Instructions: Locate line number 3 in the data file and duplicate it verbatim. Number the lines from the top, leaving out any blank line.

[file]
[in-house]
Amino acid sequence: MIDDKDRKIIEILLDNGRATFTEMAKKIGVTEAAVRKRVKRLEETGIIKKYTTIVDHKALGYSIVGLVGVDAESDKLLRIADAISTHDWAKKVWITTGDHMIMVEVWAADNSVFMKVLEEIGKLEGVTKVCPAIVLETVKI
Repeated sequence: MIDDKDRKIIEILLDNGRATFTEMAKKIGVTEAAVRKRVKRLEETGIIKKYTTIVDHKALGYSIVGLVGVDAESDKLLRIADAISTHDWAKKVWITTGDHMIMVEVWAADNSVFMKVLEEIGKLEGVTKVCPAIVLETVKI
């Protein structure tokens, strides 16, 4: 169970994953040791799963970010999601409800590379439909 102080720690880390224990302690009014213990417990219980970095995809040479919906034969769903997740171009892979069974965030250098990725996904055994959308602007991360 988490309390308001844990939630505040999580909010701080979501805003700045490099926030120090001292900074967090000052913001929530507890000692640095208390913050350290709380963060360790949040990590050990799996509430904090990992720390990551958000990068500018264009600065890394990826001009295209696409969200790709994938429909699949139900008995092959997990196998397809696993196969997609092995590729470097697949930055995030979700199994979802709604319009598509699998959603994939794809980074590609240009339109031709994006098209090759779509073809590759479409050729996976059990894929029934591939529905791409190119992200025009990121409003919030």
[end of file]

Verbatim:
Repeated sequence: MIDDKDRKIIEILLDNGRATFTEMAKKIGVTEAAVRKRVKRLEETGIIKKYTTIVDHKALGYSIVGLVGVDAESDKLLRIADAISTHDWAKKVWITTGDHMIMVEVWAADNSVFMKVLEEIGKLEGVTKVCPAIVLETVKI